In a remarkable interview, Sir John rubbished leave campaign claims that pulling out of the EU would allow Britain to spend more money on the NHS pointing out the Mr Gove and Mr Johnson had both advocating charging for services in the past.
"Michael Gove wanted to privatise it, Boris wanted to charge people for using it and Iain Duncan Smith wanted a social insurance system," he said.
"The NHS is about as safe with them as a pet hamster would be with a hungry python."
He also ridiculed Vote Leave’s claim that Turkey could join the EU as an “utterly false suggestion” and accused those behind it of “misleading people to an extraordinary extent”.
Boris Johnson as one of the leaders of the campaign "has the power to stop it", he added.
“On the economy and what would happen if we actually left, the Leave campaign have said absolutely nothing to the British people and what they have said about leaving is fundamentally dishonest and it's dishonest about the cost of Europe," Sir John told the Marr show.
"And on the subject that they have veered towards, having lost the economic argument, of immigration, I think their campaign is verging on the squalid."
He added: "I am angry at the way the British people are being misled, this is much more important than a general election, this is going to affect people, their livelihoods, their future, for a very long time to come and if they are given honest straightforward facts and they decide to leave, then that is the decision the British people take.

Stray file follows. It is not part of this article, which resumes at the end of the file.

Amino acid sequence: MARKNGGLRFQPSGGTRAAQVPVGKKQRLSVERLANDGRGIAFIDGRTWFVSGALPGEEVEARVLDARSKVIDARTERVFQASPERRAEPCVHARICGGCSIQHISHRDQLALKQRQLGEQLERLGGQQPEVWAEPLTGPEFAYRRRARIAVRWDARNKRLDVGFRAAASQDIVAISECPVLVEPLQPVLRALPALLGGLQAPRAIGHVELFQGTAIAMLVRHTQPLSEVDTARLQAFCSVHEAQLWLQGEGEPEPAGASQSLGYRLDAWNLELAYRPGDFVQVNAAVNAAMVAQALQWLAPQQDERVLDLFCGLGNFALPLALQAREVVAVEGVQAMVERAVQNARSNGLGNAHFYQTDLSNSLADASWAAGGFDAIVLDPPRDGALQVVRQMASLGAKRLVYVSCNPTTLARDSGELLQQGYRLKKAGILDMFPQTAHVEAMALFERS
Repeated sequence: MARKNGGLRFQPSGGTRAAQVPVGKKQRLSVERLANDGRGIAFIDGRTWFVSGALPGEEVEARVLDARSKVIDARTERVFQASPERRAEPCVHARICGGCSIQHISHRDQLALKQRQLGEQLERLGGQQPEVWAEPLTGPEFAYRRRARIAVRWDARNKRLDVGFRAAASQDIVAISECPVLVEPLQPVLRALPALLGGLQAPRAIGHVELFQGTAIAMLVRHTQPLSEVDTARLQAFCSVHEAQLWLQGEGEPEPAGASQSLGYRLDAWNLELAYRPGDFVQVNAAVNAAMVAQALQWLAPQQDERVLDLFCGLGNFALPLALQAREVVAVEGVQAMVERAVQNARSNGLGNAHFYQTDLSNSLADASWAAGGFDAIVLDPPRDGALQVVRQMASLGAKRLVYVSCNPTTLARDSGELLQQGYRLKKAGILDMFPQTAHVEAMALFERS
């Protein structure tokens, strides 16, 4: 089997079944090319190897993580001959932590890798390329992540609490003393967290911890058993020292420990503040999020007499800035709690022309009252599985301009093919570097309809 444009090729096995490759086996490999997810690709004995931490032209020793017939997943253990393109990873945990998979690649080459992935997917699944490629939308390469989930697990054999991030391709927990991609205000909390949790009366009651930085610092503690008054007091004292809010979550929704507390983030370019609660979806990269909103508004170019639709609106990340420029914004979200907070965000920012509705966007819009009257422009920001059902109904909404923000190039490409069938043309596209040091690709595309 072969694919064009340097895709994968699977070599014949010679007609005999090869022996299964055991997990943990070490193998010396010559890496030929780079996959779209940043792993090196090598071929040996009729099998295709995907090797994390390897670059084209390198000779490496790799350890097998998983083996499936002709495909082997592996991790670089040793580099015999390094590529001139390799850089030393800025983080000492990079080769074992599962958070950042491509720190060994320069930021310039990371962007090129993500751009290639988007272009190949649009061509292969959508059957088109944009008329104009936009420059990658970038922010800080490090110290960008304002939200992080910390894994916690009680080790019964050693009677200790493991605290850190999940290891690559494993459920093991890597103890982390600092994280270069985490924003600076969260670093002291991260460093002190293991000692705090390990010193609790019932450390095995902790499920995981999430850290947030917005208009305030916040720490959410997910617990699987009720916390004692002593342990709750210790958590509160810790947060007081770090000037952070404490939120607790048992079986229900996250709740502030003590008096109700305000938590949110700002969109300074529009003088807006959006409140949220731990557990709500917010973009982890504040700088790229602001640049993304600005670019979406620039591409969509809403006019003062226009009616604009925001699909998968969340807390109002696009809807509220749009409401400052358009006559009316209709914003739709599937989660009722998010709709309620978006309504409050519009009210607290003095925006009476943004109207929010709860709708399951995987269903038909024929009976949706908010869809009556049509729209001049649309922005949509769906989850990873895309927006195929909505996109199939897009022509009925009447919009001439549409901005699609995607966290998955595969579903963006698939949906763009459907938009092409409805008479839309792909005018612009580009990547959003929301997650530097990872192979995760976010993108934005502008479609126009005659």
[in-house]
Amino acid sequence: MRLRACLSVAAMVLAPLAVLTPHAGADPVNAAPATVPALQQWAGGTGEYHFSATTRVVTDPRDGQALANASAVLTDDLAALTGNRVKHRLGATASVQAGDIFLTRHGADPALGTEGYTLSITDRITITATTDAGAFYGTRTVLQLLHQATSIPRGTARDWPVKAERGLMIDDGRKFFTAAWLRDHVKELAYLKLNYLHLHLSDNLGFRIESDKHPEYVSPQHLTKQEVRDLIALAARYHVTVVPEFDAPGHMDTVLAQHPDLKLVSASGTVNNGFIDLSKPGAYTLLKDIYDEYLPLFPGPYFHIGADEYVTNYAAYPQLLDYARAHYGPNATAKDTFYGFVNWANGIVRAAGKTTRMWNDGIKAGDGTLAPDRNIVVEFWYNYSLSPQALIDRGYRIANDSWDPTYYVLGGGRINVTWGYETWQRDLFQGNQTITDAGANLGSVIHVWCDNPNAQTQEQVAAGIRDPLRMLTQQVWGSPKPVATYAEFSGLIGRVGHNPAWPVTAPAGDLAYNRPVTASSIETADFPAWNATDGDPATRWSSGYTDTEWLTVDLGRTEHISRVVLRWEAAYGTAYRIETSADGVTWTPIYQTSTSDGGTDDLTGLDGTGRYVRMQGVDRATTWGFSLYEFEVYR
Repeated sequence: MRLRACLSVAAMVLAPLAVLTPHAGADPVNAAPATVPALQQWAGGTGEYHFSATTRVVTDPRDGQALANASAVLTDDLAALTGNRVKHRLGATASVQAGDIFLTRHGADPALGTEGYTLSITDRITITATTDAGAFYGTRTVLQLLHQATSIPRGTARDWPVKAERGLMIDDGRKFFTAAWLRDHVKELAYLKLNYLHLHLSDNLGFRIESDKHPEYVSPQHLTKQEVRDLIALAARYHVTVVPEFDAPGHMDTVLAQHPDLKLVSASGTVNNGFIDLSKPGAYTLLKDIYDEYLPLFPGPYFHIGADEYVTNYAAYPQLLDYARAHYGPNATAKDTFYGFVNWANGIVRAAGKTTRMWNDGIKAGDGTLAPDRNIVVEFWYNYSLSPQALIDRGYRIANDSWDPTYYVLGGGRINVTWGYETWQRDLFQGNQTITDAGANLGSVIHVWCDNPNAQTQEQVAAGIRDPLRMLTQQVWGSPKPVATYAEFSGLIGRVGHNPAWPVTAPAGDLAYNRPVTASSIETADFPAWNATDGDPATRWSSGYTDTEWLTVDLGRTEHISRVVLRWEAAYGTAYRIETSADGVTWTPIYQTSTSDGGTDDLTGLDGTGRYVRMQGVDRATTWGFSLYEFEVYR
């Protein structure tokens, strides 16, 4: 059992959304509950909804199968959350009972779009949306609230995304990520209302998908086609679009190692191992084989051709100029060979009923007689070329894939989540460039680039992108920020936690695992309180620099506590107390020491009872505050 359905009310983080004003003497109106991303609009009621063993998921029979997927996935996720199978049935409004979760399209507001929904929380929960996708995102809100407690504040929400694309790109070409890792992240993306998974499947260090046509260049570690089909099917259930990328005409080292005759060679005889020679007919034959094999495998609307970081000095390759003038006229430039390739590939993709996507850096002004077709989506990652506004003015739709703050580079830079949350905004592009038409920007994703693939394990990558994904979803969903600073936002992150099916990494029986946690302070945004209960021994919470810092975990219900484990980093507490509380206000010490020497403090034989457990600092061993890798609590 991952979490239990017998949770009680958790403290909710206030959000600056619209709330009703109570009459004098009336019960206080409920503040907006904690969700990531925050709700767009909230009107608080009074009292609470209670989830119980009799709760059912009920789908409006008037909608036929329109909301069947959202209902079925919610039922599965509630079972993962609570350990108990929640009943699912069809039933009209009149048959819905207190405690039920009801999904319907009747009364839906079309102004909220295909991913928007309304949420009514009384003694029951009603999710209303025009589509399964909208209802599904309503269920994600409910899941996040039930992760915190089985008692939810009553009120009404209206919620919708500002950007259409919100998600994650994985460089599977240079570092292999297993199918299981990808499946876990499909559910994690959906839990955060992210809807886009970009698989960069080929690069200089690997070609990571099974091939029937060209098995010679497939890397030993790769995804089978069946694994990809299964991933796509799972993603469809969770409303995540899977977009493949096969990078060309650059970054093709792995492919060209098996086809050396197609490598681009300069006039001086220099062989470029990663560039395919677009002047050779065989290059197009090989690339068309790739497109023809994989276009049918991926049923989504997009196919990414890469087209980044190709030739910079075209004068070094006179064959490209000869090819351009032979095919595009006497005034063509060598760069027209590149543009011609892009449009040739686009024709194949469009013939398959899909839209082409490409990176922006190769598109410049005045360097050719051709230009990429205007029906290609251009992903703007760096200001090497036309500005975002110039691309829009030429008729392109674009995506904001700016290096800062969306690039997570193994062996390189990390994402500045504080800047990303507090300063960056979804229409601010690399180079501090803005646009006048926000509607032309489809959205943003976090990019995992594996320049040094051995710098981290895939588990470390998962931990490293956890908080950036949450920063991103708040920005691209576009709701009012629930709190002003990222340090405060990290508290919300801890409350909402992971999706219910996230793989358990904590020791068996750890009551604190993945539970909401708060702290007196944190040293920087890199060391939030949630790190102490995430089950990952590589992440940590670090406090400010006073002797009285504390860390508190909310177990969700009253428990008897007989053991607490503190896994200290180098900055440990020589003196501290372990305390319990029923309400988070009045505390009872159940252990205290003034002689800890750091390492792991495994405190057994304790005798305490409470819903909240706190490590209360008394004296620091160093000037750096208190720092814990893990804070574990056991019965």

"But if they decide to leave on the basis of inaccurate information, inaccurate information known to be inaccurate, then I regard that as deceitful."
Describing Mr Johnson as a “engaging court jester” Mr Major suggested his true motivation was largely driven by personal ambition – but warned him that he “will not have the loyalty of the party he divided” if he becomes the next leader of the Tory Party.
Mr Johnson dismissed the criticisms, insisting it was "not true" the Leave's claims about Britain sending £350 million a week to Brussels was "fictitious" or the campaign was "squalid".
Asked if he believed the attacks against him were part of a plot to "take him out", Mr Johnson said: "Whether it is or not, I'm rather with John McDonnell this morning who says that there is too much of this blue on blue action and what he wants to hear is the arguments and that's where I am."
He also said it was absolute nonsense he was backing Brexit out of personal leadership ambitions.
"Obviously there is going to be a temptation by one side or the other to try to turn it into a personality-driven conversation. My view about the EU has changed but that is because the EU has changed out of all recognition."
The Tory former leadership contender David Davis said the attack was a "very bad idea". He told BBC One's Sunday Politics: "I guess he was trying to reduce the credibility of the Leave campaign's claims."
"It was a pretty harsh attack and I don't think very wise. One of the problems, both sides of this campaign has been they have been too personalised. I don't think it gains anything."
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